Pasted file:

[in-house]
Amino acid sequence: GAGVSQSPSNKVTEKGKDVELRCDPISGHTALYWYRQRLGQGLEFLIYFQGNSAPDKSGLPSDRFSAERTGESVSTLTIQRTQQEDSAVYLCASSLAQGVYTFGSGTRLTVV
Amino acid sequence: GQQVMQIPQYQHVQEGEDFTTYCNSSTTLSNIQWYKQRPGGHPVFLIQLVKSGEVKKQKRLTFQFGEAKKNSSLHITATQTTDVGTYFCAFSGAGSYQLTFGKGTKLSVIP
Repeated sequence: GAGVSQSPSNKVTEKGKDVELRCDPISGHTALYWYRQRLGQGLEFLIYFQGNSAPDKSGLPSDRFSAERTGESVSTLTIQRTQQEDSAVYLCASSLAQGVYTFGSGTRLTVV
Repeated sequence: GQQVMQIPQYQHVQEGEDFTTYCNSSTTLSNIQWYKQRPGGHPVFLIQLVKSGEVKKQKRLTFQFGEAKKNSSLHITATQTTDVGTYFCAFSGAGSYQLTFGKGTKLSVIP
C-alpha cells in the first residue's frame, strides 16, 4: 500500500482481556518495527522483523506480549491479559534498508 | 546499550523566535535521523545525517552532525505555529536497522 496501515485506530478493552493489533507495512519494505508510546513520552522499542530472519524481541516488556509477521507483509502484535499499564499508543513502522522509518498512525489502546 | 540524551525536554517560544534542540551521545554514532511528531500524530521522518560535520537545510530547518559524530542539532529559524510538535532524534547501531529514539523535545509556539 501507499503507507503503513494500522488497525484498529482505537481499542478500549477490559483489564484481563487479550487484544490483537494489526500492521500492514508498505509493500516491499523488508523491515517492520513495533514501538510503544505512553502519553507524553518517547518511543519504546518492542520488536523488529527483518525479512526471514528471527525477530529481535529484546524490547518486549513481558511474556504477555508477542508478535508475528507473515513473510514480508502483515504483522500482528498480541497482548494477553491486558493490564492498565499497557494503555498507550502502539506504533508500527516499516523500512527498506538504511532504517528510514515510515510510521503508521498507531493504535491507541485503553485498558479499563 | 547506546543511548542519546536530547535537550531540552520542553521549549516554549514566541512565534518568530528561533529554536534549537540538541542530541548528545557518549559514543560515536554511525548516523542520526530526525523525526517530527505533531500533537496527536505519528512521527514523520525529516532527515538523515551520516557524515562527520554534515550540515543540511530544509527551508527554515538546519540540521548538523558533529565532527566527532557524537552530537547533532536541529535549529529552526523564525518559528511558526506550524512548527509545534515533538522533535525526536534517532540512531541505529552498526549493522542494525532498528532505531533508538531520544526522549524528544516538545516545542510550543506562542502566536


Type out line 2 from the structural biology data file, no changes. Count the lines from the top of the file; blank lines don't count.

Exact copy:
Amino acid sequence: GAGVSQSPSNKVTEKGKDVELRCDPISGHTALYWYRQRLGQGLEFLIYFQGNSAPDKSGLPSDRFSAERTGESVSTLTIQRTQQEDSAVYLCASSLAQGVYTFGSGTRLTVV